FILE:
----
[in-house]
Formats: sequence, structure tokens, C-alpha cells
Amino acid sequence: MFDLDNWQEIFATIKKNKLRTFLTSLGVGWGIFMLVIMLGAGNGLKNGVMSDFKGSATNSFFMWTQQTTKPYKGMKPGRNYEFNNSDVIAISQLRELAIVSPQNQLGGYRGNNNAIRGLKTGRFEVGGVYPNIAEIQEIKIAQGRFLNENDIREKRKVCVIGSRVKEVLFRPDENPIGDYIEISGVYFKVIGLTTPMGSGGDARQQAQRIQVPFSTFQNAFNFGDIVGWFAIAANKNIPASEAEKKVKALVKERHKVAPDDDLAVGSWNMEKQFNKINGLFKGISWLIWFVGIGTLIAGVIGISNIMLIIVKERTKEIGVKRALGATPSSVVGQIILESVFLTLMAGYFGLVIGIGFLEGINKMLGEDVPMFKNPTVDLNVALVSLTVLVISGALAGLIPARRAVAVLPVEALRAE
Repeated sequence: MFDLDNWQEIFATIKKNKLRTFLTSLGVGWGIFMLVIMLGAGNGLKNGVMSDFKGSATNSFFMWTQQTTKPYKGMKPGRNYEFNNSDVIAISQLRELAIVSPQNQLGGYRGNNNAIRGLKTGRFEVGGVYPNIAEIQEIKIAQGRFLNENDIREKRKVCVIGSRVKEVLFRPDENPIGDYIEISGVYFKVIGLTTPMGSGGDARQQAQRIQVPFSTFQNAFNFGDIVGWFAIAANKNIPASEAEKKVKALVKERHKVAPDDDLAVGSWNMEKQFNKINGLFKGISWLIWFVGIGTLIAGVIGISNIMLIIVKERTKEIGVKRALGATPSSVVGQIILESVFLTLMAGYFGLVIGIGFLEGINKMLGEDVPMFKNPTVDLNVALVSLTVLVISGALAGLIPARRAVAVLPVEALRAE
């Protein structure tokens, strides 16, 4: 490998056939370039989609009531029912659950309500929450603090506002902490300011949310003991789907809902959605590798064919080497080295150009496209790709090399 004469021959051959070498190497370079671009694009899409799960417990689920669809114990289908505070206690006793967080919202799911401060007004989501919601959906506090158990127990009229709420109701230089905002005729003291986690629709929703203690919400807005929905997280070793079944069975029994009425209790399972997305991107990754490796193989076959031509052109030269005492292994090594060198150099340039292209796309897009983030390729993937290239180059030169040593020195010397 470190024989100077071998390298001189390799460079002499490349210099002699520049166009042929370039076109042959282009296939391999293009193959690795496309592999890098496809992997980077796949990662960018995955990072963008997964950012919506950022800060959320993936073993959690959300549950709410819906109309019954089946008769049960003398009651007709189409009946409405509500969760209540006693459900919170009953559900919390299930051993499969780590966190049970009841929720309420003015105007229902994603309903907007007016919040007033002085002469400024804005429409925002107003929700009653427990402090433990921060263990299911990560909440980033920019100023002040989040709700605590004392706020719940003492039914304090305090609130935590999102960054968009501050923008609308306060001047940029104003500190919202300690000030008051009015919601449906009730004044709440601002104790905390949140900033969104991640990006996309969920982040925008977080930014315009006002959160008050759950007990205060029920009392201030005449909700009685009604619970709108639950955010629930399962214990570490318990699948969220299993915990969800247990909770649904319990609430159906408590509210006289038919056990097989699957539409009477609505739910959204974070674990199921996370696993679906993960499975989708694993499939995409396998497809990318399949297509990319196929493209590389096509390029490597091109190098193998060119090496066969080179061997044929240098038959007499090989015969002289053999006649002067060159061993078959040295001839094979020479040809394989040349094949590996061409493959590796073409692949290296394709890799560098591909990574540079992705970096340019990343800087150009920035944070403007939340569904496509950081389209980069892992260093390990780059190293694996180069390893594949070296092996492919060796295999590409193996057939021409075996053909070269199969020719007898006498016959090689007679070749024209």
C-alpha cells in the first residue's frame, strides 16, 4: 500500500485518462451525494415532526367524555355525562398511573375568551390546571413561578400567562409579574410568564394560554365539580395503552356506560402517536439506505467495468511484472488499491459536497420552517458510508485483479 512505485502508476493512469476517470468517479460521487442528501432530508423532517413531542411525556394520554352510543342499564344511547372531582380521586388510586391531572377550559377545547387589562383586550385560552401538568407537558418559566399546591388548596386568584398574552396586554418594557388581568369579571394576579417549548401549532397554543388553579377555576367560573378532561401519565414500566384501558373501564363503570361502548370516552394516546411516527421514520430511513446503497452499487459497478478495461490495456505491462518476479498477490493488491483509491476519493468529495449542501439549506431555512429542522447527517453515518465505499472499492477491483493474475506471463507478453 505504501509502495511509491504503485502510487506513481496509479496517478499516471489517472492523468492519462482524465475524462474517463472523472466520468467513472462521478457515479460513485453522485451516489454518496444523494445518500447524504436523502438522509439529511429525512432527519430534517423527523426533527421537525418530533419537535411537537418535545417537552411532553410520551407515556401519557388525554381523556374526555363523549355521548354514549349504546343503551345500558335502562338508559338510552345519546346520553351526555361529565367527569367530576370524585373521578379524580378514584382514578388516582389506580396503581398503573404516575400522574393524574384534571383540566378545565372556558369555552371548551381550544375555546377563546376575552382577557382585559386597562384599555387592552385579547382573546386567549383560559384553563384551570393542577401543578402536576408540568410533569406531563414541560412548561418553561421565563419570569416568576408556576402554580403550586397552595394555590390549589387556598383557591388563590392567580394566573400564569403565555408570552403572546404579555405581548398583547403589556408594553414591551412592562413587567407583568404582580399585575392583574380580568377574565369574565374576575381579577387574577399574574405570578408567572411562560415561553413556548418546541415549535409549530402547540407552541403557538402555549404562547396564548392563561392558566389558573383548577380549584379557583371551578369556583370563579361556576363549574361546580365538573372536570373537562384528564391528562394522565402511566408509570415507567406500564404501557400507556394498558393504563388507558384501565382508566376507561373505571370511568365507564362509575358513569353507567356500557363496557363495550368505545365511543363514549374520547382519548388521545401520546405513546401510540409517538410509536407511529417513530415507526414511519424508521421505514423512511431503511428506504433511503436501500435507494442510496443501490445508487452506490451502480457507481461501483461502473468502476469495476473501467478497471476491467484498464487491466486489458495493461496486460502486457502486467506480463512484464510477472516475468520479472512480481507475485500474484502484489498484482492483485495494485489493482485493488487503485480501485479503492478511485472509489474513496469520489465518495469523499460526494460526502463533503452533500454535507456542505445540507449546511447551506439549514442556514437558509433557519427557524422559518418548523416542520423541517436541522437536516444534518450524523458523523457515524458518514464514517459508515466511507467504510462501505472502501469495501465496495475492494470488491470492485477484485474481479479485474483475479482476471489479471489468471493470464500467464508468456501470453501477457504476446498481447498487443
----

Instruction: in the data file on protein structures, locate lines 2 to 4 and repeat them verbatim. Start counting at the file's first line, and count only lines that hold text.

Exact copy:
Formats: sequence, structure tokens, C-alpha cells
Amino acid sequence: MFDLDNWQEIFATIKKNKLRTFLTSLGVGWGIFMLVIMLGAGNGLKNGVMSDFKGSATNSFFMWTQQTTKPYKGMKPGRNYEFNNSDVIAISQLRELAIVSPQNQLGGYRGNNNAIRGLKTGRFEVGGVYPNIAEIQEIKIAQGRFLNENDIREKRKVCVIGSRVKEVLFRPDENPIGDYIEISGVYFKVIGLTTPMGSGGDARQQAQRIQVPFSTFQNAFNFGDIVGWFAIAANKNIPASEAEKKVKALVKERHKVAPDDDLAVGSWNMEKQFNKINGLFKGISWLIWFVGIGTLIAGVIGISNIMLIIVKERTKEIGVKRALGATPSSVVGQIILESVFLTLMAGYFGLVIGIGFLEGINKMLGEDVPMFKNPTVDLNVALVSLTVLVISGALAGLIPARRAVAVLPVEALRAE
Repeated sequence: MFDLDNWQEIFATIKKNKLRTFLTSLGVGWGIFMLVIMLGAGNGLKNGVMSDFKGSATNSFFMWTQQTTKPYKGMKPGRNYEFNNSDVIAISQLRELAIVSPQNQLGGYRGNNNAIRGLKTGRFEVGGVYPNIAEIQEIKIAQGRFLNENDIREKRKVCVIGSRVKEVLFRPDENPIGDYIEISGVYFKVIGLTTPMGSGGDARQQAQRIQVPFSTFQNAFNFGDIVGWFAIAANKNIPASEAEKKVKALVKERHKVAPDDDLAVGSWNMEKQFNKINGLFKGISWLIWFVGIGTLIAGVIGISNIMLIIVKERTKEIGVKRALGATPSSVVGQIILESVFLTLMAGYFGLVIGIGFLEGINKMLGEDVPMFKNPTVDLNVALVSLTVLVISGALAGLIPARRAVAVLPVEALRAE